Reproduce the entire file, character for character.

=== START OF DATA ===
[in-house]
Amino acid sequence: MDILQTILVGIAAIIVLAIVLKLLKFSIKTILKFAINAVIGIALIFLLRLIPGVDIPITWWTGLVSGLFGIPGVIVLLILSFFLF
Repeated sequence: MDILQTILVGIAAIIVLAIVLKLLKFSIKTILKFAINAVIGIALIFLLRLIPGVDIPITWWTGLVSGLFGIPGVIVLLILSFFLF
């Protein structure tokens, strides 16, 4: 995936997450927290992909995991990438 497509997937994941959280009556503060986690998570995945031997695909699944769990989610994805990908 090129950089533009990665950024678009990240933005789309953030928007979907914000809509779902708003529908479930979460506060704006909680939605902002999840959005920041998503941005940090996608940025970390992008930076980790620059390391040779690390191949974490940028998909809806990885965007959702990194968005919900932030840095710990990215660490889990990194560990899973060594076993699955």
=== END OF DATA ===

[in-house]
Amino acid sequence: MDILQTILVGIAAIIVLAIVLKLLKFSIKTILKFAINAVIGIALIFLLRLIPGVDIPITWWTGLVSGLFGIPGVIVLLILSFFLF
Repeated sequence: MDILQTILVGIAAIIVLAIVLKLLKFSIKTILKFAINAVIGIALIFLLRLIPGVDIPITWWTGLVSGLFGIPGVIVLLILSFFLF
């Protein structure tokens, strides 16, 4: 995936997450927290992909995991990438 497509997937994941959280009556503060986690998570995945031997695909699944769990989610994805990908 090129950089533009990665950024678009990240933005789309953030928007979907914000809509779902708003529908479930979460506060704006909680939605902002999840959005920041998503941005940090996608940025970390992008930076980790620059390391040779690390191949974490940028998909809806990885965007959702990194968005919900932030840095710990990215660490889990990194560990899973060594076993699955």